Why Honeywell Aerospace Is a High-Margin Business


Mar. 16 2016, Updated 11:05 a.m. ET

Honeywell’s aerospace product coverage

In the aerospace market (XAR), Honeywell (HON) provides mechanical and avionics equipment to airplane manufacturers, the space and defense industry, and flight operators. The company sells jet engines and auxiliary power units (or APUs) under its Mechanical Equipment segment, whereas the integrated cockpit, navigation, and safety and radio systems are sold under the Avionics segment.

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Competitive advantage: Customers that stick

Can you imagine aerospace behemoth Boeing (BA) dumping its existing supplier and sourcing its engines for the 787 Dreamliner from an unproven upstart to save a few nickels in operating costs? All it would need is a catastrophic failure at altitude to cause irreparable damage to its brand and reputation.

Airplane manufacturers have worked with equipment makers for years to develop the specifications of its various components. Switching suppliers could set them back substantially as it takes time to understand the products as intimately as the existing supplier. Significant switching costs due to the mission-critical nature of operations would enable OEM manufacturers to have the best margins in the aerospace (PPA) supply chain. In fiscal 2015, Boeing accounted for close to 4.1% of Honeywell’s (HON) annual revenues.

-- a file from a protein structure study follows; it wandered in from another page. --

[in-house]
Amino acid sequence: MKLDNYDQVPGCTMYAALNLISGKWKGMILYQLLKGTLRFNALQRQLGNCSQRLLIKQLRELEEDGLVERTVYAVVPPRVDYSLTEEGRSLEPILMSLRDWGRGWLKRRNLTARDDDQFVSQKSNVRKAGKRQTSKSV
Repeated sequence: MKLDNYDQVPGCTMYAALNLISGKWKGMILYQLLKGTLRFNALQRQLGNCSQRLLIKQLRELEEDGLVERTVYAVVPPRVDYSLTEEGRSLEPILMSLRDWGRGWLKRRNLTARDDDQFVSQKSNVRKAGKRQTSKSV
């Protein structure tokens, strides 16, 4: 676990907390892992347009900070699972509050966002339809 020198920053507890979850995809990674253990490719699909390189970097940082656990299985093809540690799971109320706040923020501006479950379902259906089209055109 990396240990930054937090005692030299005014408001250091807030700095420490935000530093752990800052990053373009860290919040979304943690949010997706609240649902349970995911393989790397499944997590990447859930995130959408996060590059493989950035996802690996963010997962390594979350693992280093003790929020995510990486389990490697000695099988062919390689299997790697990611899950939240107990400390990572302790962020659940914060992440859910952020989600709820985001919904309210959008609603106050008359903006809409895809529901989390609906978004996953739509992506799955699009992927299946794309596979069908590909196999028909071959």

Honeywell Aerospace: A comparative analysis

Honeywell (HON) earned revenues of $15.2 billion through its Aerospace (PPA) business, which was 39.5% of its 2015 sales. Aerospace contributed 30.7% of the total sales in 2013 and 38.7% of the total sales in 2014. The business mix of Honeywell and Rockwell Collins (COL) are nearly identical and enjoy margins of 21.1% in the industry.

Both firms have a near-duopoly in the regional jet component market. United Technologies (UTX) underperforms its peers by several percentage points. This is partly attributable to its Pratt & Whitney business, which is reeling from depressed margins due to a shift from its legacy engines to the new GTF (Geared Turbofan) engines. However, even after excluding Pratt & Whitney, the Aerospace business still fetches a lower margin of 13.6% for United Technologies.


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